CONCLUSIONS

These data suggest that PFDD and age are independently associated with radiological syrinx improvement, although forthcoming results from the PFDD versus PFD randomized controlled trial (NCT02669836, clinicaltrials.gov) will best answer this question.

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Jennifer M. Strahle, Rukayat Taiwo, Christine Averill, James Torner, Chevis N. Shannon, Christopher M. Bonfield, Gerald F. Tuite, Tammy Bethel-Anderson, Jerrel Rutlin, Douglas L. Brockmeyer, John C. Wellons III, Jeffrey R. Leonard, Francesco T. Mangano, James M. Johnston, Manish N. Shah, Bermans J. Iskandar, Elizabeth C. Tyler-Kabara, David J. Daniels, Eric M. Jackson, Gerald A. Grant, Daniel E. Couture, P. David Adelson, Tord D. Alden, Philipp R. Aldana, Richard C. E. Anderson, Nathan R. Selden, Lissa C. Baird, Karin Bierbrauer, Joshua J. Chern, William E. Whitehead, Richard G. Ellenbogen, Herbert E. Fuchs, Daniel J. Guillaume, Todd C. Hankinson, Mark R. Iantosca, W. Jerry Oakes, Robert F. Keating, Nickalus R. Khan, Michael S. Muhlbauer, J. Gordon McComb, Arnold H. Menezes, John Ragheb, Jodi L. Smith, Cormac O. Maher, Stephanie Greene, Michael Kelly, Brent R. O’Neill, Mark D. Krieger, Mandeep Tamber, Susan R. Durham, Greg Olavarria, Scellig S. D. Stone, Bruce A. Kaufman, Gregory G. Heuer, David F. Bauer, Gregory Albert, Jeffrey P. Greenfield, Scott D. Wait, Mark D. Van Poppel, Ramin Eskandari, Timothy Mapstone, Joshua S. Shimony, Ralph G. Dacey Jr., Matthew D. Smyth, Tae Sung Park, and David D. Limbrick Jr.

OBJECTIVE

Scoliosis is frequently a presenting sign of Chiari malformation type I (CM-I) with syrinx. The authors’ goal was to define scoliosis in this population and describe how radiological characteristics of CM-I and syrinx relate to the presence and severity of scoliosis.

METHODS

A large multicenter retrospective and prospective registry of pediatric patients with CM-I (tonsils ≥ 5 mm below the foramen magnum) and syrinx (≥ 3 mm in axial width) was reviewed for clinical and radiological characteristics of CM-I, syrinx, and scoliosis (coronal curve ≥ 10°).

RESULTS

Based on available imaging of patients with CM-I and syrinx, 260 of 825 patients (31%) had a clear diagnosis of scoliosis based on radiographs or coronal MRI. Forty-nine patients (5.9%) did not have scoliosis, and in 516 (63%) patients, a clear determination of the presence or absence of scoliosis could not be made. Comparison of patients with and those without a definite scoliosis diagnosis indicated that scoliosis was associated with wider syrinxes (8.7 vs 6.3 mm, OR 1.25, p < 0.001), longer syrinxes (10.3 vs 6.2 levels, OR 1.18, p < 0.001), syrinxes with their rostral extent located in the cervical spine (94% vs 80%, OR 3.91, p = 0.001), and holocord syrinxes (50% vs 16%, OR 5.61, p < 0.001). Multivariable regression analysis revealed syrinx length and the presence of holocord syrinx to be independent predictors of scoliosis in this patient cohort. Scoliosis was not associated with sex, age at CM-I diagnosis, tonsil position, pB–C2 distance (measured perpendicular distance from the ventral dura to a line drawn from the basion to the posterior-inferior aspect of C2), clivoaxial angle, or frontal-occipital horn ratio. Average curve magnitude was 29.9°, and 37.7% of patients had a left thoracic curve. Older age at CM-I or syrinx diagnosis (p < 0.0001) was associated with greater curve magnitude whereas there was no association between syrinx dimensions and curve magnitude.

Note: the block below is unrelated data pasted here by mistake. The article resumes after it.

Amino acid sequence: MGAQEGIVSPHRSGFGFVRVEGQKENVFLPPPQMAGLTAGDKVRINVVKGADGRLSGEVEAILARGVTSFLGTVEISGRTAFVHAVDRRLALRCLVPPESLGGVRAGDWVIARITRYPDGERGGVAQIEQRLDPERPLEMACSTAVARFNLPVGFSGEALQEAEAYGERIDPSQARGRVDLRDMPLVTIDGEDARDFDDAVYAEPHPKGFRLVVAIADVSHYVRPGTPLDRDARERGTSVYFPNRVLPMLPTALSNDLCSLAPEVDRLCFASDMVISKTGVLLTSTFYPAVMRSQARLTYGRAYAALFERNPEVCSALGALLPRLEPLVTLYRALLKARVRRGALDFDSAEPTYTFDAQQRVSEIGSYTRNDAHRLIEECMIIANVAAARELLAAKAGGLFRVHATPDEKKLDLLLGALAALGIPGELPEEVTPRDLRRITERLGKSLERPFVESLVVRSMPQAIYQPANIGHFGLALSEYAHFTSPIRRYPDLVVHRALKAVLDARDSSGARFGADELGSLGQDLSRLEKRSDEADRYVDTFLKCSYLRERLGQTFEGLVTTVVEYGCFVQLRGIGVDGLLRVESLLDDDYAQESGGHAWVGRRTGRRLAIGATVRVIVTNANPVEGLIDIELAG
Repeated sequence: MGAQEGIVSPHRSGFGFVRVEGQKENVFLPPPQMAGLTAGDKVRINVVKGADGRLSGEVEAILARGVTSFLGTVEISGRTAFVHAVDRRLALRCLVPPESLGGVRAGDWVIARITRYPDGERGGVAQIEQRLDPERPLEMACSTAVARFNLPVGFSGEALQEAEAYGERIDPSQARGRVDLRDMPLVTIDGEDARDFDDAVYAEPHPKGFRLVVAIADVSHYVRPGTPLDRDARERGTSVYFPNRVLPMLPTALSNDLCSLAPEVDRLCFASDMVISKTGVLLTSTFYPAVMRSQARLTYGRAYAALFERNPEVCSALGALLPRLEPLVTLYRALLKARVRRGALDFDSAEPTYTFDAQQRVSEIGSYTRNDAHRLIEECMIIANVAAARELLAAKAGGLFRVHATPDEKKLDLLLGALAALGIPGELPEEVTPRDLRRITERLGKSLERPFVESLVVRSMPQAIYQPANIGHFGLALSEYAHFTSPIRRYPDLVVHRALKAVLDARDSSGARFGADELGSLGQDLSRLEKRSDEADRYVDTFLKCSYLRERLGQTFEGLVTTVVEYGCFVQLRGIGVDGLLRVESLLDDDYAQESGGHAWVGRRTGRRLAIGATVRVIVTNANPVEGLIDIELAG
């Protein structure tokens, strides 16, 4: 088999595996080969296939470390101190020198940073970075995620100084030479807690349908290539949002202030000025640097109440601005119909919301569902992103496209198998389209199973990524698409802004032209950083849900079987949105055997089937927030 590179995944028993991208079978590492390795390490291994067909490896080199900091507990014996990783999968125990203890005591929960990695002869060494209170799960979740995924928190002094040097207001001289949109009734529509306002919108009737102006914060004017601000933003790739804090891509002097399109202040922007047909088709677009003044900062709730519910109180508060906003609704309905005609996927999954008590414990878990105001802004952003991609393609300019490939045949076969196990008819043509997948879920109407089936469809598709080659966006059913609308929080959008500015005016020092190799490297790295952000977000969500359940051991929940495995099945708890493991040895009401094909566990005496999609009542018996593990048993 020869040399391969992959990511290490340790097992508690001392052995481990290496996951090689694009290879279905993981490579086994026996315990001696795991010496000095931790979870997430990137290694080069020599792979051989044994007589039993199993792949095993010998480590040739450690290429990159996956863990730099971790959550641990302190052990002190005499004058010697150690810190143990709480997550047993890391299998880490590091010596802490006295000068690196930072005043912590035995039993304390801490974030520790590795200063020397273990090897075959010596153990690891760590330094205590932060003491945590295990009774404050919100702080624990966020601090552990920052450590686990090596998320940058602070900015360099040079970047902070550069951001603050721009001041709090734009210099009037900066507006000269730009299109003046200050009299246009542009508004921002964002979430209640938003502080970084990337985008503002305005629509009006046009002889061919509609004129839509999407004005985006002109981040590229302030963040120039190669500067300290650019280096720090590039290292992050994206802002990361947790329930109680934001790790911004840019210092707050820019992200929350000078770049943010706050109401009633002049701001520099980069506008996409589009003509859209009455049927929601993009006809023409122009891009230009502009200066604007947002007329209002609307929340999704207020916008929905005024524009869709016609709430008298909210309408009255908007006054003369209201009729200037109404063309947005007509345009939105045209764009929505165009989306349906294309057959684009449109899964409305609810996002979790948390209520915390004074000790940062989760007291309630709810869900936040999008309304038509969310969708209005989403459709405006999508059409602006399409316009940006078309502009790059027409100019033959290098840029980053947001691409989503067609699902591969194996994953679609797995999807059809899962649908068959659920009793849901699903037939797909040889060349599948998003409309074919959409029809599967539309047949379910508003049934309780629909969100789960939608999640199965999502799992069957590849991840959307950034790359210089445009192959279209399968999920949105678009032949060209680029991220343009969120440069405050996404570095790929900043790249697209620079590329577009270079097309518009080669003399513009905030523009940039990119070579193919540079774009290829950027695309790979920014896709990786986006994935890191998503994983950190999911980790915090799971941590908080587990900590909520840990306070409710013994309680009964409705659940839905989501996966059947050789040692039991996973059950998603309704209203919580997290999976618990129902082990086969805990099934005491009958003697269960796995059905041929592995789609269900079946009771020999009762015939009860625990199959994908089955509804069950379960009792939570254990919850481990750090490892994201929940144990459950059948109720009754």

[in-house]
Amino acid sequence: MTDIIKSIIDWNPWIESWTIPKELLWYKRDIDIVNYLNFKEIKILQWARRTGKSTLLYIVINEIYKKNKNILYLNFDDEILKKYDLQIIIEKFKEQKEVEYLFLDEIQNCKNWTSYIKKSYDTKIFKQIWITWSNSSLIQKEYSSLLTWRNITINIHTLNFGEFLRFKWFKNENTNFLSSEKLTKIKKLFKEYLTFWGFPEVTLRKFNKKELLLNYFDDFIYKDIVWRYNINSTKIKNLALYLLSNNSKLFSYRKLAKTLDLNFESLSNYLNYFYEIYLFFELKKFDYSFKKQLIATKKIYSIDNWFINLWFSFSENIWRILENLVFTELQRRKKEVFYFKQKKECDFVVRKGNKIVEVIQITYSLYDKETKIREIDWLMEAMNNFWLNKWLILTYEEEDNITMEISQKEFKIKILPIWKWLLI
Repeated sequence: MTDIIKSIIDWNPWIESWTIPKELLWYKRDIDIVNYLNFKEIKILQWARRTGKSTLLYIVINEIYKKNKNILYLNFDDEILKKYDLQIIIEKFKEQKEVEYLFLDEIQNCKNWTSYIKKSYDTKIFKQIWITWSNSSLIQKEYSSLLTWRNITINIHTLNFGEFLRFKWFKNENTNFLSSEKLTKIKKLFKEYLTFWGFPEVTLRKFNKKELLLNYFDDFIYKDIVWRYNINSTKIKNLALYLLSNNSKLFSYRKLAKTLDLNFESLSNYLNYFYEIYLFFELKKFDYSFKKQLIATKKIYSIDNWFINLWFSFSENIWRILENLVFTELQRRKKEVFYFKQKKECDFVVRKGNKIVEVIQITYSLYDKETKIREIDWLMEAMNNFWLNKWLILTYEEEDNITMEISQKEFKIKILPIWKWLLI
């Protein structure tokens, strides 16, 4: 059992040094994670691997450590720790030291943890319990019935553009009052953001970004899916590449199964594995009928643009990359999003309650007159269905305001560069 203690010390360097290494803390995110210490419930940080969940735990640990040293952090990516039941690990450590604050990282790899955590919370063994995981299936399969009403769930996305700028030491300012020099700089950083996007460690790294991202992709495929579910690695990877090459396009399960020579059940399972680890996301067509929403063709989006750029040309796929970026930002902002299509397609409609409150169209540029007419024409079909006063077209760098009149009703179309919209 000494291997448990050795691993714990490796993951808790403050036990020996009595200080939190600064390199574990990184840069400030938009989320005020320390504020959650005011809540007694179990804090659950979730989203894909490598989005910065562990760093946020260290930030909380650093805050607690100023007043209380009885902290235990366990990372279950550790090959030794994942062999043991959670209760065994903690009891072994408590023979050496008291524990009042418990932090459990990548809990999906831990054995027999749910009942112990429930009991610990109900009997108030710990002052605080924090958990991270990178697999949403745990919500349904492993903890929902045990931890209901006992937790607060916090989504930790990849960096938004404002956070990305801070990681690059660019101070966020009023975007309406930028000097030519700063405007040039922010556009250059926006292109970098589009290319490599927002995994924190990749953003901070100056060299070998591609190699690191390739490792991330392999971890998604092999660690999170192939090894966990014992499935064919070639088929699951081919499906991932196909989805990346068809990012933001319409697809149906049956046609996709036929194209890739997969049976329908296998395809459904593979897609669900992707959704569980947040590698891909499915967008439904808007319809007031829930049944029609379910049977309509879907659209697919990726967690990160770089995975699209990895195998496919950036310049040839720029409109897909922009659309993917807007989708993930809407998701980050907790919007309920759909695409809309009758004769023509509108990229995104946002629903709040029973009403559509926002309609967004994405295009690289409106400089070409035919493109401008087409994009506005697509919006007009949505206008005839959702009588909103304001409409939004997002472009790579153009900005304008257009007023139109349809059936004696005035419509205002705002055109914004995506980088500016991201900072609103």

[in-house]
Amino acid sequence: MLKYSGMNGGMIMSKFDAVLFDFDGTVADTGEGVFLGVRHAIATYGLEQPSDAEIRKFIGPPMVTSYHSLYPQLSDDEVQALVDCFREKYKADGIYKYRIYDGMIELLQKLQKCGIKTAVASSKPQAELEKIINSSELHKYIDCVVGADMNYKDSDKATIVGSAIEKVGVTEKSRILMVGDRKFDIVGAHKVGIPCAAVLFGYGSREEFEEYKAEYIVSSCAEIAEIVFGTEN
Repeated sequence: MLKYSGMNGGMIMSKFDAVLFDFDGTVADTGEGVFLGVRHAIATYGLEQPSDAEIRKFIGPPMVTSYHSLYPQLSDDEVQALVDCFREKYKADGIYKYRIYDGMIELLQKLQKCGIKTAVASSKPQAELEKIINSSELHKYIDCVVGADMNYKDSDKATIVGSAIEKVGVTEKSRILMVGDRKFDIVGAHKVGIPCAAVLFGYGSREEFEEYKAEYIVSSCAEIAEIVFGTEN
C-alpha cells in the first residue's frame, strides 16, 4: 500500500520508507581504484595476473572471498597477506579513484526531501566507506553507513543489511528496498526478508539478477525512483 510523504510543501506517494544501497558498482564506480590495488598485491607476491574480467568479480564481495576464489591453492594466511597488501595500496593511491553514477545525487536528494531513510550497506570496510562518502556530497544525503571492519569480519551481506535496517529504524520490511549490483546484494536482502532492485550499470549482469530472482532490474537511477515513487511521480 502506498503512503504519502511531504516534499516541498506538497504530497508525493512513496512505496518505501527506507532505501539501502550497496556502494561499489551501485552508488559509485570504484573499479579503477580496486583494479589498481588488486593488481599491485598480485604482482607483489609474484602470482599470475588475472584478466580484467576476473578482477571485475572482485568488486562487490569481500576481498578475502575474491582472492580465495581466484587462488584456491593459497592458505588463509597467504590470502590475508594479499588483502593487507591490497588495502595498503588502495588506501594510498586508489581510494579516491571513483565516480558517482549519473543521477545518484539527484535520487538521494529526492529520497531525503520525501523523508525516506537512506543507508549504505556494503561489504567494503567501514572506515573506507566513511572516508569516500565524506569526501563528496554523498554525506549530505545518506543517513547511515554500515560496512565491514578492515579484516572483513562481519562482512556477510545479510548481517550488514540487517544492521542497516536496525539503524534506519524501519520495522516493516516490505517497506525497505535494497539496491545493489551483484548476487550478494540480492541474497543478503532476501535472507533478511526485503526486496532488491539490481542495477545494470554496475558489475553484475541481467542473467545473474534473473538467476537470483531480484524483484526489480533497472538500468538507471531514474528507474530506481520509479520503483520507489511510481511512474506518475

CONCLUSIONS

Syrinx characteristics, but not tonsil position, were related to the presence of scoliosis in patients with CM-I, and there was an independent association of syrinx length and holocord syrinx with scoliosis. Further study is needed to evaluate the nature of the relationship between syrinx and scoliosis in patients with CM-I.